March 2006 Cover
Back Pages: Home Pride Print
Written by Tom Griffin   

A hundred years ago, a wealthy timber family built a showcase in a new neighborhood of Seattle called Washington Park. Neighbors and friends marveled at the elegant woodwork, detached carriage house and state-of-the-art kitchen.

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The restored entry to the presidentís residence, Hill-Crest. Photo by Mike Walmsley.
Today visitors to the home can still marvel at that elegant woodwork, detached carriage house and the state-of-the-art kitchen. But they won’t be visiting the heirs of Maude Walker Ames or Edwin Ames. When they enter the brick Georgian home, known as Hill-Crest, they’ll be visiting the president of the University of Washington.

For the UW’s first 70 years, it was a tradition for presidents to live on campus. The site of the 1861 Territorial University (now prime downtown Seattle real estate) had a separate building for the president’s family. When the 1909 Alaska-Yukon-Pacific Exposition closed on the Montlake campus, the University converted one of the fair pavilions into a presidential residence.

But that changed in 1932, when UW President Lyle Spencer moved into Hill-Crest, the former home of Maude and Edwin Ames. The couple had no heirs, so they decided to give their wealth—and their home—to the UW as a bequest.

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Hill-Crest shortly after it was completed in 1907. Photo courtesy of UW Libraries, Special Collections, UW 23409.
The three-story house had 35 rooms, 11 bathrooms, an elevator and a pipe organ. Because the Walker and Ames families’ wealth derived from the timber industry, the interior included perfectly matched panels of Douglas fir in the formal entrance hall and Honduras mahogany in the music room.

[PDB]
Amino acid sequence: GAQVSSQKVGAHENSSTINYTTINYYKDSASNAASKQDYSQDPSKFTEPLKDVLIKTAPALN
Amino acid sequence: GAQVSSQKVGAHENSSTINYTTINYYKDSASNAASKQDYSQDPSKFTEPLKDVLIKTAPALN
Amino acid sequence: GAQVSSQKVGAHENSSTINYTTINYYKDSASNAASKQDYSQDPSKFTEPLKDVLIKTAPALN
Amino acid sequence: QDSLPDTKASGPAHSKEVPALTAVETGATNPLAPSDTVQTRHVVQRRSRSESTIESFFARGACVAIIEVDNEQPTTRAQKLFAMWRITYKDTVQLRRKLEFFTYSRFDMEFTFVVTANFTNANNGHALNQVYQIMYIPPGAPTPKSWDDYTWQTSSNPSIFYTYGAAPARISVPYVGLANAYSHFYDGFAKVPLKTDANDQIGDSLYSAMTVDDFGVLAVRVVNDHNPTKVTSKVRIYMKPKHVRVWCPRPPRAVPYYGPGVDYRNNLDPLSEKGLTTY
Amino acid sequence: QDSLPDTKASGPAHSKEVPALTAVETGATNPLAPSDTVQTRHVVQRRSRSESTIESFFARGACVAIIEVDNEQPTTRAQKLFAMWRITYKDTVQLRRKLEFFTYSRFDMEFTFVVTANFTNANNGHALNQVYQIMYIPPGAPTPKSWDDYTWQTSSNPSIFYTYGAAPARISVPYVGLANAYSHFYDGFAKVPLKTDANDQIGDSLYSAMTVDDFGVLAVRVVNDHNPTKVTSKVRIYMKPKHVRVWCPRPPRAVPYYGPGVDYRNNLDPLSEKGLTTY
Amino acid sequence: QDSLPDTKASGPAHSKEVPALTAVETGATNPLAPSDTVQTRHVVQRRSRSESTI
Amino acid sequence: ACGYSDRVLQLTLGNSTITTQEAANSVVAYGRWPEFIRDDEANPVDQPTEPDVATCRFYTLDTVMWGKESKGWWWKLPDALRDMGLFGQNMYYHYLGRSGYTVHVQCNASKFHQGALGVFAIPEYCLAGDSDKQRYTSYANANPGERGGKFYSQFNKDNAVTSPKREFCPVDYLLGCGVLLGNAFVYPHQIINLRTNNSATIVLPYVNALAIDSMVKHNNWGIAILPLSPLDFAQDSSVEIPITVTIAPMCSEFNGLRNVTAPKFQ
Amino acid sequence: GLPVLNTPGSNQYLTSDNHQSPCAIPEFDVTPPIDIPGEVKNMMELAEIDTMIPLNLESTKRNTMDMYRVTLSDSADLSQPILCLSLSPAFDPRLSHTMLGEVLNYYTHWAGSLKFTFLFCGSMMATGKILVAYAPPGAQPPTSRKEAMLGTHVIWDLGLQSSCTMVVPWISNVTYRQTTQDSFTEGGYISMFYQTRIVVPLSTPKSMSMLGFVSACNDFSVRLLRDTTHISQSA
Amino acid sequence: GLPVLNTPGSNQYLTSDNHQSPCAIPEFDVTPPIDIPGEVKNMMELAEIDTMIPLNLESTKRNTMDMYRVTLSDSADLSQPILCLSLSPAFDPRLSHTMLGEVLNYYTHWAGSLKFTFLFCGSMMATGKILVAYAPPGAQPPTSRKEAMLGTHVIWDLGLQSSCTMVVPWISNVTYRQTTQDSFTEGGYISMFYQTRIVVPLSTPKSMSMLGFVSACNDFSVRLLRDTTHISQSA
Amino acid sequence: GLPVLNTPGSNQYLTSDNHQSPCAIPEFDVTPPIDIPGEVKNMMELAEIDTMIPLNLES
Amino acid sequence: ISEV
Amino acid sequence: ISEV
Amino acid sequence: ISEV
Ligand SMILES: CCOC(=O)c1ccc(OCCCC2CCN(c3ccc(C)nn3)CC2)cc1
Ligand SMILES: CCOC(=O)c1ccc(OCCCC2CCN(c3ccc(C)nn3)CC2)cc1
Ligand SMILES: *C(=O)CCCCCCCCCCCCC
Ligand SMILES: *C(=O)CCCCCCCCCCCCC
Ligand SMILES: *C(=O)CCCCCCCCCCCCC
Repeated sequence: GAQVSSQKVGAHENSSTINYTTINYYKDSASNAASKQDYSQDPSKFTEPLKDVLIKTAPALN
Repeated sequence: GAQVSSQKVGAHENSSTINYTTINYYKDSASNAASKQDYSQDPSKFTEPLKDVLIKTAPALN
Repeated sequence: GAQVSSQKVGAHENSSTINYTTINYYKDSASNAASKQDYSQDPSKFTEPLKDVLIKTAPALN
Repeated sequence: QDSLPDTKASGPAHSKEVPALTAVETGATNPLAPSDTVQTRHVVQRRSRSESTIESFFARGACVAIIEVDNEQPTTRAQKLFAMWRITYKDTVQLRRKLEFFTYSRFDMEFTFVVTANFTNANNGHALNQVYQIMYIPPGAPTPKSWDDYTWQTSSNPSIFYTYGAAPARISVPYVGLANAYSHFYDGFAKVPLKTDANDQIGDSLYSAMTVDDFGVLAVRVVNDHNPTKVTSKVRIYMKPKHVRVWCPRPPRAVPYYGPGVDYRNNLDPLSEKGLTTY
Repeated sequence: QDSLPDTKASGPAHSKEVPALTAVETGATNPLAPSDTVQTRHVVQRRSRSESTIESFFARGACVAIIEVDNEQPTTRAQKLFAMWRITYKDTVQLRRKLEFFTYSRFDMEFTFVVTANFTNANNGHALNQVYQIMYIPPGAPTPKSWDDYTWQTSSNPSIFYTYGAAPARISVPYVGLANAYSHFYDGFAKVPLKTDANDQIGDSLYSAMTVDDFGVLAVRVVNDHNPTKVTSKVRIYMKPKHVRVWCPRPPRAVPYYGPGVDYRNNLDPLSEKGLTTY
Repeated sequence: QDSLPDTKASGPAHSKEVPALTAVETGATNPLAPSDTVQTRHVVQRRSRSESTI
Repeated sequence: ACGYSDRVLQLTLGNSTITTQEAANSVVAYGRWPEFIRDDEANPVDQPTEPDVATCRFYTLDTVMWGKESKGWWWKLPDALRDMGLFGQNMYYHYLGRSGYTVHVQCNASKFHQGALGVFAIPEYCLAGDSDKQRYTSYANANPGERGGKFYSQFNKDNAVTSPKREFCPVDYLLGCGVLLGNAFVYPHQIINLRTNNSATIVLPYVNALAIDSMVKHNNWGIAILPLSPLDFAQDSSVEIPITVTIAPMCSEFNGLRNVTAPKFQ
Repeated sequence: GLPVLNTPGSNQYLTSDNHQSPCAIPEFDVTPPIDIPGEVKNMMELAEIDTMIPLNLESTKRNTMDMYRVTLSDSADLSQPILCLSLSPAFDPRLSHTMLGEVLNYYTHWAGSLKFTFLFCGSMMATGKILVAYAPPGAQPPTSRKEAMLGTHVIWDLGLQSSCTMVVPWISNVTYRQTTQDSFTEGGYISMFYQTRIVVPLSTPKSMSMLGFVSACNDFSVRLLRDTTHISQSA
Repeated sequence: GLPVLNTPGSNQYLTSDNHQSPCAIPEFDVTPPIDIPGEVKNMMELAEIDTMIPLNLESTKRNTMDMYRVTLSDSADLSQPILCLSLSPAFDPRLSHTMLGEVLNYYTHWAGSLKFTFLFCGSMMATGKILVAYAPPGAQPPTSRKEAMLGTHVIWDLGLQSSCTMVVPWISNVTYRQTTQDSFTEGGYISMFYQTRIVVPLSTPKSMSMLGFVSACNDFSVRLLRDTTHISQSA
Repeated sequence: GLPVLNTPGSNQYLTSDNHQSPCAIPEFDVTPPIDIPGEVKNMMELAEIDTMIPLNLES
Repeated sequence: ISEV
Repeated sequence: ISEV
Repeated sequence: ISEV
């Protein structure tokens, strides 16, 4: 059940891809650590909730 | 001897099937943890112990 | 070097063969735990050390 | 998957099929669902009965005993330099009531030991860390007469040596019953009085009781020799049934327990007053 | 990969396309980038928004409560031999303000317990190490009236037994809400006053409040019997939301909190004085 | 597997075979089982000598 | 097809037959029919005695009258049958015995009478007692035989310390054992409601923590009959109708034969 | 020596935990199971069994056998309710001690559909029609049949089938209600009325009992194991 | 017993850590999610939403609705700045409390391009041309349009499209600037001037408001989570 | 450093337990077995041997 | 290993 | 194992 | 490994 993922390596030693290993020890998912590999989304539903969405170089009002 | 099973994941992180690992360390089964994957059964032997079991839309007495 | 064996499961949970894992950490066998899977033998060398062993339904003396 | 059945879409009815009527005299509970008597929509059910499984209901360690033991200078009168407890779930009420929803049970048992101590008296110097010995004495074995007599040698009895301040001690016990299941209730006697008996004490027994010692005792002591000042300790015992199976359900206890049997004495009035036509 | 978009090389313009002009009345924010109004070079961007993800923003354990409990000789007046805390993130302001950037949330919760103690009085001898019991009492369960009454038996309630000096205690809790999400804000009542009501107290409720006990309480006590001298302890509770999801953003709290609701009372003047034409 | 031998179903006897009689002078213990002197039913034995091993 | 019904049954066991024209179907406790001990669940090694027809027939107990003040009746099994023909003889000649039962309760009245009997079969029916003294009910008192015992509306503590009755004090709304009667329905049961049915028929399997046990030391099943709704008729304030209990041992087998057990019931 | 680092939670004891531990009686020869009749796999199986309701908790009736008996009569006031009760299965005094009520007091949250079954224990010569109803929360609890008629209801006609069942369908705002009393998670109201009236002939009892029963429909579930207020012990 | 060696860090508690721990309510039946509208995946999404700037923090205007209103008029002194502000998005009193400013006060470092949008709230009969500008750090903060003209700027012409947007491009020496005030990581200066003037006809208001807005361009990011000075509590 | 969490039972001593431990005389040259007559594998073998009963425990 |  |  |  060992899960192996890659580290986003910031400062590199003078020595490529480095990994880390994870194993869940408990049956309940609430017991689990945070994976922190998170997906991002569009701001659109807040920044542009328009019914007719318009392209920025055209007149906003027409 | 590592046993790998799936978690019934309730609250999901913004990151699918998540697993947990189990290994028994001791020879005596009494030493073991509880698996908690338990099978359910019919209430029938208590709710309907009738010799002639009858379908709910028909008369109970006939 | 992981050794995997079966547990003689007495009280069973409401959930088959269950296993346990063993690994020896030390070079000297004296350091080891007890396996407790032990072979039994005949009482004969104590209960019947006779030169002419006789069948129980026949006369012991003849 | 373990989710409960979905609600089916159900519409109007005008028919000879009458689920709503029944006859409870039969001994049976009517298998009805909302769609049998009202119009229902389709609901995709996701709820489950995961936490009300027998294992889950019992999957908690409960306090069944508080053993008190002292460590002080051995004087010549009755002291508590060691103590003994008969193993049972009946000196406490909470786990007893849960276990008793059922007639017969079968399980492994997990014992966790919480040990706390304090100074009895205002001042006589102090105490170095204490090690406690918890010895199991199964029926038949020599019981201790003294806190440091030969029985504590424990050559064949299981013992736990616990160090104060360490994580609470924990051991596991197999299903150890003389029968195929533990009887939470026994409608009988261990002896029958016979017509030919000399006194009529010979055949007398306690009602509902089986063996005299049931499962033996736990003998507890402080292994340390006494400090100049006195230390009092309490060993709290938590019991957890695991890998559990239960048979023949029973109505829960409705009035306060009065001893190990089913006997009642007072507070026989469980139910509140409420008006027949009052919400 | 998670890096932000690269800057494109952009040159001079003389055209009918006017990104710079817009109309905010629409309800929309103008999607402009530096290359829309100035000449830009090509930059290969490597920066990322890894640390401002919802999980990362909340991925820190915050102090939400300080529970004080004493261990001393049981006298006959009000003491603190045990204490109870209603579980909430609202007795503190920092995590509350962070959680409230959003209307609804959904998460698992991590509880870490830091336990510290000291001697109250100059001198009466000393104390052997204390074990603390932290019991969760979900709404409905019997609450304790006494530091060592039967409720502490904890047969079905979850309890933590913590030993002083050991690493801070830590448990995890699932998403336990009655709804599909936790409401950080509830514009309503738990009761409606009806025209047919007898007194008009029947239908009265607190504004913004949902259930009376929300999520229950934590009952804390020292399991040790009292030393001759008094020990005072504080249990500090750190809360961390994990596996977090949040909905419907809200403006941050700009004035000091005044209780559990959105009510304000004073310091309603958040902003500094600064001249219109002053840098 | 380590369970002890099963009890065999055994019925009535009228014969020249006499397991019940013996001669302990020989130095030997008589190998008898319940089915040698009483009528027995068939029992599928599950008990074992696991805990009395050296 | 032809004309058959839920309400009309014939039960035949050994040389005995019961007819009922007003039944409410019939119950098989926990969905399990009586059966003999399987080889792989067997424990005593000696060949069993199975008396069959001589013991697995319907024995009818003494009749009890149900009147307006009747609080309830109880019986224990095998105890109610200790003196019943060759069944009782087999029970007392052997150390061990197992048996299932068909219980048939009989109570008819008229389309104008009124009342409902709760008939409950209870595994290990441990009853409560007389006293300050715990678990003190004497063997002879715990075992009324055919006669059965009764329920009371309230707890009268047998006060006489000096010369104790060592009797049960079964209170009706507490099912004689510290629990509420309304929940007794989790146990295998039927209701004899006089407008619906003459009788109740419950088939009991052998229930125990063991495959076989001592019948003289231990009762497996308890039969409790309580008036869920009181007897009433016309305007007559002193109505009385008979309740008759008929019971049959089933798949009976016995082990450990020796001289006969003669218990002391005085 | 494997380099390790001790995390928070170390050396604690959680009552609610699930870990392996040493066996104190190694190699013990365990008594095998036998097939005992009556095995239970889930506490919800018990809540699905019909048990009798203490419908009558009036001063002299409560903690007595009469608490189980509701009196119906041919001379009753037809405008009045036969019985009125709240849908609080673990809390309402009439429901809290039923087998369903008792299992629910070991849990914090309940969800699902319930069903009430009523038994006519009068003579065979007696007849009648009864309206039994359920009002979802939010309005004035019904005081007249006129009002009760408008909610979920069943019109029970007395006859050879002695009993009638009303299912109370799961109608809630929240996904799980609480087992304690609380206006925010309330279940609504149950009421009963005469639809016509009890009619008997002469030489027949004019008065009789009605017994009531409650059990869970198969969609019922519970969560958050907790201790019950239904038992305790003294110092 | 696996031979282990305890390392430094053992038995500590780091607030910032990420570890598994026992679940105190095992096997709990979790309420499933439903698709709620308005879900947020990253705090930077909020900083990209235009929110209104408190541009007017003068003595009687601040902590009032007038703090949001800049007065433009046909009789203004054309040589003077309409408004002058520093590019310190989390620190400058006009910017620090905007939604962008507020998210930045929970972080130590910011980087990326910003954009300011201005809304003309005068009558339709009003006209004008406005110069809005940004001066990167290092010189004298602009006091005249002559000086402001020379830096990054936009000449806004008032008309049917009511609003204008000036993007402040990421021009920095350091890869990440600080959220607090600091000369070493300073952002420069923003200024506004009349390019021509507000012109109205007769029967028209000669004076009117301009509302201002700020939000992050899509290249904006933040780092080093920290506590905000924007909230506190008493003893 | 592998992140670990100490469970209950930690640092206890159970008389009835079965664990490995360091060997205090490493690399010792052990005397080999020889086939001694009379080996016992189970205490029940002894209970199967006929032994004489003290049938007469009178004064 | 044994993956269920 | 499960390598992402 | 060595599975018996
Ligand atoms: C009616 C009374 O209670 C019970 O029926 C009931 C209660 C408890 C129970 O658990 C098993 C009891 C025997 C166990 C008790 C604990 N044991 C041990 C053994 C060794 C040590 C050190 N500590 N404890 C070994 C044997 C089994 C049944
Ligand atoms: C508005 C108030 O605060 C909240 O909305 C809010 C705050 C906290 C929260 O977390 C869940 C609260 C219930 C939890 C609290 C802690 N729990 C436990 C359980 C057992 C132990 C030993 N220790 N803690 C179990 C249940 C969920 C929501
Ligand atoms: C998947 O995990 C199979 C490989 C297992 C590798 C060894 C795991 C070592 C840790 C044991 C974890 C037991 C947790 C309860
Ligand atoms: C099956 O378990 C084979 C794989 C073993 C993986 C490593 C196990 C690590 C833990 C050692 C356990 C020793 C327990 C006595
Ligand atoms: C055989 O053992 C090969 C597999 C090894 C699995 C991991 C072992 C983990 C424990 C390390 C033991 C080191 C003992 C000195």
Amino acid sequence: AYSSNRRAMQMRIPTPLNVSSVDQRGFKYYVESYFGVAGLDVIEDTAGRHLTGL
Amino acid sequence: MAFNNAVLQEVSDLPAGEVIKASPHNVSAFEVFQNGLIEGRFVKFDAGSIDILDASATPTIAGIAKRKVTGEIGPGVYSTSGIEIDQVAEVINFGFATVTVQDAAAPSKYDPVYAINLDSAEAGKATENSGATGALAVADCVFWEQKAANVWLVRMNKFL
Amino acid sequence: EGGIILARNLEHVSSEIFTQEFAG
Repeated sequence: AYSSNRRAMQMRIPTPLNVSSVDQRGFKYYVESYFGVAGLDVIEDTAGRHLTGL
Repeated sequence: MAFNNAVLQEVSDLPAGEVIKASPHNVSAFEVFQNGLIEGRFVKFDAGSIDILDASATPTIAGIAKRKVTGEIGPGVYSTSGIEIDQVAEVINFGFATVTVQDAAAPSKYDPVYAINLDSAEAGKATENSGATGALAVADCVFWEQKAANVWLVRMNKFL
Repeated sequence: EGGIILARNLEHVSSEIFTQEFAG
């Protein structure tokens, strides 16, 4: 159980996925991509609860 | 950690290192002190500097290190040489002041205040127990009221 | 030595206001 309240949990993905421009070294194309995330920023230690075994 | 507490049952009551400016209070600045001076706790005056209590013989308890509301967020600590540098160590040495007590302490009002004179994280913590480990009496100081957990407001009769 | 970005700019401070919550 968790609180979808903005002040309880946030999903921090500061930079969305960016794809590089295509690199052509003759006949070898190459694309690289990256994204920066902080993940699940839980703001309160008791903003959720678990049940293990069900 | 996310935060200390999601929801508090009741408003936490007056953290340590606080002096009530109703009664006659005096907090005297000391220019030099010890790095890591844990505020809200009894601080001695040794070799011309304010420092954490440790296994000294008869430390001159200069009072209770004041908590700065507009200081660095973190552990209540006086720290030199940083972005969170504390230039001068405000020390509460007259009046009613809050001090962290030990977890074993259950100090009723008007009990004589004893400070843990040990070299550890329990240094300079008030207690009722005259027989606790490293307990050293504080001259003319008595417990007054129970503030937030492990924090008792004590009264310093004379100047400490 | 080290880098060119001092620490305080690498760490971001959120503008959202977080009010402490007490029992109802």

For 65 years, it has been the home to 12 presidents. It has seen glittering parties, teen-age sleepovers and even police protection during Vietnam War student unrest.

But it has also seen a century of wear and tear and some misguided renovations. By the time President Mark A. Emmert, ’75, and his wife, DeLaine Emmert, were ready to move in, parts of the residence could have been a candidate for Extreme Makeover: Georgian Mansion Edition.

The structure needed to be rewired and replumbed. The first-floor carpet showed wear and stains; the master bedroom had humidity problems. Access to a third-floor deck meant climbing out a waist-high window. The basement flooded, ruining some of the Emmerts’ household possessions.

Even before Mark Emmert was hired, the regents decided enough was enough. They set aside revenue from the private Walker Ames Fund to renovate the building while the presidential search was still progressing.

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The front entrance to Hill-Crest. Photo by Mike Walmsley.
DeLaine Emmert, who also oversaw the renovation of chancellor’s residences at the University of Connecticut and Louisiana State University, says Hill-Crest was her greatest challenge. Previous remodels gave the public rooms an institutional feeling. “It was a clinical environment and not very homey,” she says.

With the help of UW archivists, she consulted early photographs of the interior and original building plans. The goal was not to recreate the fussy Victorian look of 1907, but to use traditional elements in a more modern setting. The original Ames grandfather clock, for example, still rests next to the formal stairway as it did in 1907.

Today the century-old home has returned to its original glory. The refinished fir flooring sparkles, as does the wood paneling in the library and entry hall. The kitchen remodel replaced worn-out appliances with energy-efficient models, new cabinets and granite countertops. Outside, the garden is undergoing an extensive renovation and was recently featured on a local TV gardening show.

“Mark and I are caretakers for the house,” says DeLaine Emmert. “It is part of our responsibilities to the University. We want the University to be a better place when we leave it and we want the residence to be a better place than when we found it.” —Tom Griffin